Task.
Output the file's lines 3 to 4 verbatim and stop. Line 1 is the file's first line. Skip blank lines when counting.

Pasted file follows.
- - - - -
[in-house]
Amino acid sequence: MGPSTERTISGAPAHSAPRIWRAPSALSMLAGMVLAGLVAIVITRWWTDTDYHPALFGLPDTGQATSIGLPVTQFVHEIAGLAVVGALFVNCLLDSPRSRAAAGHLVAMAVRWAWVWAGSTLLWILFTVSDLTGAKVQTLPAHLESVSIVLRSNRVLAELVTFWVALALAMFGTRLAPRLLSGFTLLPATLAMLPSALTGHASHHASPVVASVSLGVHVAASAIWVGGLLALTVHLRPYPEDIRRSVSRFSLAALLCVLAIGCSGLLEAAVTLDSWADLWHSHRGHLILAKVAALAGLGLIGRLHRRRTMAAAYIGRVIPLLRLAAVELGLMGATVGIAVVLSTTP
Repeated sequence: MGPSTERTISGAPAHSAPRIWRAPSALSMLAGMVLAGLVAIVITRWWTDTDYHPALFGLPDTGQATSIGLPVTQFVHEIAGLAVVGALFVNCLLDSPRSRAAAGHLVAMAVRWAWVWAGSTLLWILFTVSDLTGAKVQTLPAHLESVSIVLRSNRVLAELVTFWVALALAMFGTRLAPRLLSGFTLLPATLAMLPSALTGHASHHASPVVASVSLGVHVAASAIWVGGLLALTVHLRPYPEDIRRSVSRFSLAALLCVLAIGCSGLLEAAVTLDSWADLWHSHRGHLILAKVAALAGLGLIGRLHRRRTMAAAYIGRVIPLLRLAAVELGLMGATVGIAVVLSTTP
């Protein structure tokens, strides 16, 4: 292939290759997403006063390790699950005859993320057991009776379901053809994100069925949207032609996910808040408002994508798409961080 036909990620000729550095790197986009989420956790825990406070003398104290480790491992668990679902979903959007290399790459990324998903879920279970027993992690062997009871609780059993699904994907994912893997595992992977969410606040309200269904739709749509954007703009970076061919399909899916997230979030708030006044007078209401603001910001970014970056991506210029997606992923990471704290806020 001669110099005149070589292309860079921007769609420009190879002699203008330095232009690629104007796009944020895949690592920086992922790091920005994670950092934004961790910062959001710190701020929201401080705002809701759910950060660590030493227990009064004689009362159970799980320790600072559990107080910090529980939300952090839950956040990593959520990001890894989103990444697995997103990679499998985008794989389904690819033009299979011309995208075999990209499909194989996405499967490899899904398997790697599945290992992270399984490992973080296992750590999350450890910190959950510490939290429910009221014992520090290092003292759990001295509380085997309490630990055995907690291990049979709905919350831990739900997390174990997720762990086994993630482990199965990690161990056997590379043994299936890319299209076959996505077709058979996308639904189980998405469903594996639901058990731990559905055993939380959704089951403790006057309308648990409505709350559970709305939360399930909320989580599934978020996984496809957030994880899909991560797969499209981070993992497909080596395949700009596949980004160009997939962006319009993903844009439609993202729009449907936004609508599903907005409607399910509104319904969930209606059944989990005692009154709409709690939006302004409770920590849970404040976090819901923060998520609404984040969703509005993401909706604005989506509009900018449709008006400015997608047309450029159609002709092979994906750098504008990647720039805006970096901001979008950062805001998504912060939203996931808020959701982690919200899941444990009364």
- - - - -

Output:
Repeated sequence: MGPSTERTISGAPAHSAPRIWRAPSALSMLAGMVLAGLVAIVITRWWTDTDYHPALFGLPDTGQATSIGLPVTQFVHEIAGLAVVGALFVNCLLDSPRSRAAAGHLVAMAVRWAWVWAGSTLLWILFTVSDLTGAKVQTLPAHLESVSIVLRSNRVLAELVTFWVALALAMFGTRLAPRLLSGFTLLPATLAMLPSALTGHASHHASPVVASVSLGVHVAASAIWVGGLLALTVHLRPYPEDIRRSVSRFSLAALLCVLAIGCSGLLEAAVTLDSWADLWHSHRGHLILAKVAALAGLGLIGRLHRRRTMAAAYIGRVIPLLRLAAVELGLMGATVGIAVVLSTTP
């Protein structure tokens, strides 16, 4: 292939290759997403006063390790699950005859993320057991009776379901053809994100069925949207032609996910808040408002994508798409961080 036909990620000729550095790197986009989420956790825990406070003398104290480790491992668990679902979903959007290399790459990324998903879920279970027993992690062997009871609780059993699904994907994912893997595992992977969410606040309200269904739709749509954007703009970076061919399909899916997230979030708030006044007078209401603001910001970014970056991506210029997606992923990471704290806020 001669110099005149070589292309860079921007769609420009190879002699203008330095232009690629104007796009944020895949690592920086992922790091920005994670950092934004961790910062959001710190701020929201401080705002809701759910950060660590030493227990009064004689009362159970799980320790600072559990107080910090529980939300952090839950956040990593959520990001890894989103990444697995997103990679499998985008794989389904690819033009299979011309995208075999990209499909194989996405499967490899899904398997790697599945290992992270399984490992973080296992750590999350450890910190959950510490939290429910009221014992520090290092003292759990001295509380085997309490630990055995907690291990049979709905919350831990739900997390174990997720762990086994993630482990199965990690161990056997590379043994299936890319299209076959996505077709058979996308639904189980998405469903594996639901058990731990559905055993939380959704089951403790006057309308648990409505709350559970709305939360399930909320989580599934978020996984496809957030994880899909991560797969499209981070993992497909080596395949700009596949980004160009997939962006319009993903844009439609993202729009449907936004609508599903907005409607399910509104319904969930209606059944989990005692009154709409709690939006302004409770920590849970404040976090819901923060998520609404984040969703509005993401909706604005989506509009900018449709008006400015997608047309450029159609002709092979994906750098504008990647720039805006970096901001979008950062805001998504912060939203996931808020959701982690919200899941444990009364």